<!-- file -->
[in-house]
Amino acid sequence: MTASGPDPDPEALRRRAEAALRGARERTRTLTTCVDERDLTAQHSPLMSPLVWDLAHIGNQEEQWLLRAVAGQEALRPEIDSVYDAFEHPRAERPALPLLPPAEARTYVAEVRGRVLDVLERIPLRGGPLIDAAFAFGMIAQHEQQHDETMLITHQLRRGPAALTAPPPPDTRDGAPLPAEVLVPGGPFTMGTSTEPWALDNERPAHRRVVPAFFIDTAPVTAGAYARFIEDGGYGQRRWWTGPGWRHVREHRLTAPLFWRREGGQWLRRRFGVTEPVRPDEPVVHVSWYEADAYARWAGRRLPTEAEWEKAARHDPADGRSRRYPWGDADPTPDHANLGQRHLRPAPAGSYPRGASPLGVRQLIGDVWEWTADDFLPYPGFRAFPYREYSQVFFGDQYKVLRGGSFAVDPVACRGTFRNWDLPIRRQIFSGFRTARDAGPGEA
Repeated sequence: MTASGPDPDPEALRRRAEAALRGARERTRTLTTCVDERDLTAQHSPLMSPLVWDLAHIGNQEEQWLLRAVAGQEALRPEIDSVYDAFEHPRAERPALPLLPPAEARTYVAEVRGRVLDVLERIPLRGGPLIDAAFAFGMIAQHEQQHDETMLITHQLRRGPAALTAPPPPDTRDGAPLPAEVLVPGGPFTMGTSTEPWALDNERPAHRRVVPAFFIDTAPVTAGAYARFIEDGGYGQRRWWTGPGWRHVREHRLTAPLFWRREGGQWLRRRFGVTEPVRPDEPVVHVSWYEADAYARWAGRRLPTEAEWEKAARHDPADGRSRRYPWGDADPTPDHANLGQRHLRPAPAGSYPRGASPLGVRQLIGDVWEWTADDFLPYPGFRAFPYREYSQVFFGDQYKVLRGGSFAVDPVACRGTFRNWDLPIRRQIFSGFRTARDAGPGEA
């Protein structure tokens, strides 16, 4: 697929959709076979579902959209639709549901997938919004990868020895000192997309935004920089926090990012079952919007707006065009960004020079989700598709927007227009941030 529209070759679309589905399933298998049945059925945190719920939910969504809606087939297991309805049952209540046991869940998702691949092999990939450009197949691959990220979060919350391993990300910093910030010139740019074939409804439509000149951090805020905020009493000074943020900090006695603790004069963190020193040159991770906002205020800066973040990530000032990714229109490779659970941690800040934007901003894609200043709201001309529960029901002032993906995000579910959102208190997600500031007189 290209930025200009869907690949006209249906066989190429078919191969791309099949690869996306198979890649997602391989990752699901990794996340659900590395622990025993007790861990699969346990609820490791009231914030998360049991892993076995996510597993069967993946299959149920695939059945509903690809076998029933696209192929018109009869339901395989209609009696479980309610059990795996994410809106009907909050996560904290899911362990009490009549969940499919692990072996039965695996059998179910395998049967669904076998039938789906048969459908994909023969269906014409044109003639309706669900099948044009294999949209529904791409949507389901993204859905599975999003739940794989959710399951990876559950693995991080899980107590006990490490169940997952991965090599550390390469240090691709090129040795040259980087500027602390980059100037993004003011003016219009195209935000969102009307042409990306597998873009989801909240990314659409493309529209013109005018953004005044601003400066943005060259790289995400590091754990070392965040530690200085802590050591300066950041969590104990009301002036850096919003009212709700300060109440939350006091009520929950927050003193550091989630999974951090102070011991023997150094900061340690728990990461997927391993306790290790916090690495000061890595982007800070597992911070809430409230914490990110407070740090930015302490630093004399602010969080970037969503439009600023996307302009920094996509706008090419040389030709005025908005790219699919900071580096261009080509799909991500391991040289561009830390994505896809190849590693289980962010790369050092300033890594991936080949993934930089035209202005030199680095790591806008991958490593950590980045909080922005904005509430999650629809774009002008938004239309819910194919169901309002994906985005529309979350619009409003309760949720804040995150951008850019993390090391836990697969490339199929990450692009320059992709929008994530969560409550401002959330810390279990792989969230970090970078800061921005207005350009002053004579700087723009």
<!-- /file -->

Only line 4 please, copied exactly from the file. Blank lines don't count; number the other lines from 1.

């Protein structure tokens, strides 16, 4: 697929959709076979579902959209639709549901997938919004990868020895000192997309935004920089926090990012079952919007707006065009960004020079989700598709927007227009941030 529209070759679309589905399933298998049945059925945190719920939910969504809606087939297991309805049952209540046991869940998702691949092999990939450009197949691959990220979060919350391993990300910093910030010139740019074939409804439509000149951090805020905020009493000074943020900090006695603790004069963190020193040159991770906002205020800066973040990530000032990714229109490779659970941690800040934007901003894609200043709201001309529960029901002032993906995000579910959102208190997600500031007189 290209930025200009869907690949006209249906066989190429078919191969791309099949690869996306198979890649997602391989990752699901990794996340659900590395622990025993007790861990699969346990609820490791009231914030998360049991892993076995996510597993069967993946299959149920695939059945509903690809076998029933696209192929018109009869339901395989209609009696479980309610059990795996994410809106009907909050996560904290899911362990009490009549969940499919692990072996039965695996059998179910395998049967669904076998039938789906048969459908994909023969269906014409044109003639309706669900099948044009294999949209529904791409949507389901993204859905599975999003739940794989959710399951990876559950693995991080899980107590006990490490169940997952991965090599550390390469240090691709090129040795040259980087500027602390980059100037993004003011003016219009195209935000969102009307042409990306597998873009989801909240990314659409493309529209013109005018953004005044601003400066943005060259790289995400590091754990070392965040530690200085802590050591300066950041969590104990009301002036850096919003009212709700300060109440939350006091009520929950927050003193550091989630999974951090102070011991023997150094900061340690728990990461997927391993306790290790916090690495000061890595982007800070597992911070809430409230914490990110407070740090930015302490630093004399602010969080970037969503439009600023996307302009920094996509706008090419040389030709005025908005790219699919900071580096261009080509799909991500391991040289561009830390994505896809190849590693289980962010790369050092300033890594991936080949993934930089035209202005030199680095790591806008991958490593950590980045909080922005904005509430999650629809774009002008938004239309819910194919169901309002994906985005529309979350619009409003309760949720804040995150951008850019993390090391836990697969490339199929990450692009320059992709929008994530969560409550401002959330810390279990792989969230970090970078800061921005207005350009002053004579700087723009």